We get by with a little help from our friends.
Everyone needs care and assistance from their support system now and again. Whether it be friends, family, or even professionals, it’s important that we surround ourselves with people who have our best interests at heart.
The same can be said for adults with intellectual and developmental disabilities living in residential settings. In a residential setting, they are surrounded by staff tasked with supporting their care needs, both long and short term. But for the best care possible, you’ll need all hands on deck. As a family member of a person with an intellectual/developmental disability, you can help provide comprehensive care for your loved one by working collaboratively with residential support staff and medical professionals.
We All Have a Role to Play
We all play different roles in the planning, implementation, execution, and reassessment of a loved one’s care plan. As family members, you are the ones who know your loved one best. You have an in-depth understanding of their medical and personal history, and recognize their habits and their preferences. On the flip side, residential setting staffers are professionally trained to care for and support their clients’ wants and needs. They are on the ground, and have regular contact with your loved one, which means they can offer daily insights and updates.
For a person with an intellectual or developmental disability, moving out of the family home is a big step – one that brings them closer to traditional ‘independence’. In fact, this is a big step in anyone’s life, and it can be intimidating, overwhelming, and joyous in turn. While moving to a residential setting may not be exactly the same as a teenager moving to their first apartment, it’s a similar milestone on the path to independence and self-sustainability.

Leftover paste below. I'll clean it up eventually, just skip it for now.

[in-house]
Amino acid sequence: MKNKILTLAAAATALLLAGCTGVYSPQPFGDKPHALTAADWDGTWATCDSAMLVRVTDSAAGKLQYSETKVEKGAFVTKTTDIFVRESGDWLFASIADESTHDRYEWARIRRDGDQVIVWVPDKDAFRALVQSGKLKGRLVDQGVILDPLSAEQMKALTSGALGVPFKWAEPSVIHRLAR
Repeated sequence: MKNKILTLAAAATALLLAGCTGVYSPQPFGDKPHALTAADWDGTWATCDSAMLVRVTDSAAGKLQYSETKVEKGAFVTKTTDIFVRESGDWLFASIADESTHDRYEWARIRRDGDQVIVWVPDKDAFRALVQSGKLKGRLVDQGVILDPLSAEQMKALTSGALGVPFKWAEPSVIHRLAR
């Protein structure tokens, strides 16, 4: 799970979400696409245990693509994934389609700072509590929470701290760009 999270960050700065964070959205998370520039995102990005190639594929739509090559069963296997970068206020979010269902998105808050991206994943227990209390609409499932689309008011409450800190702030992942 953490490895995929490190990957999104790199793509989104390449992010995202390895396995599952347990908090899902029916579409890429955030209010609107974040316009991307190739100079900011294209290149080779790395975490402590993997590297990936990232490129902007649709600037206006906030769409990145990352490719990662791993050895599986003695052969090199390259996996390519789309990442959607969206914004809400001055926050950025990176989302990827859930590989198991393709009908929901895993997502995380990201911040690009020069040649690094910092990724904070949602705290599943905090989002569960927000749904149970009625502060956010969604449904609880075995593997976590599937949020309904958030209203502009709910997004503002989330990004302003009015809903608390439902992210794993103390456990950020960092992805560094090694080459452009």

As a family member, it’s in your loved one’s best interests – and yours – to help them transition smoothly and successfully to a residential setting. Of course, it helps your loved one feel comfortable, supported, and happy in their new living arrangements. And on the flip side, family members reported higher levels of satisfaction with their loved one’s care when they were able to effectively communicate and collaborate with the professionals in their loved one’s support network.
A Different Path
In many cases, the family members of I/DD adults are excluded from the research surrounding transitions to adulthood, including the move to a residential setting. The insight of family members effectively became irrelevant, and the focus was instead shifted to support service professionals. While the insights of professionals are, of course, crucial to support planning, a more holistic approach to care planning may be preferable or even necessary. Holistic support approaches utilizes an integrated networking method, where both family members and professionals work together to assess the wants and the needs of the individuals with intellectual and/or developmental disabilities.
Taking this comprehensive approach to supported transition helps to ease the anxiety and sadness felt by both the family members and the residential individual. It makes the move as comfortable as possible, while assuring all parties that the individual’s wants and needs are being met in their new home.
At the Independent Living Association, our priority is always, first and foremost, the comfort and happiness of our Individuals. It is our responsibility to ensure our Individuals are well cared for, and that they not only survive, but thrive with the help of family-supported care.
Contact us with any questions or if you would like to learn more about ILA and our programs and services.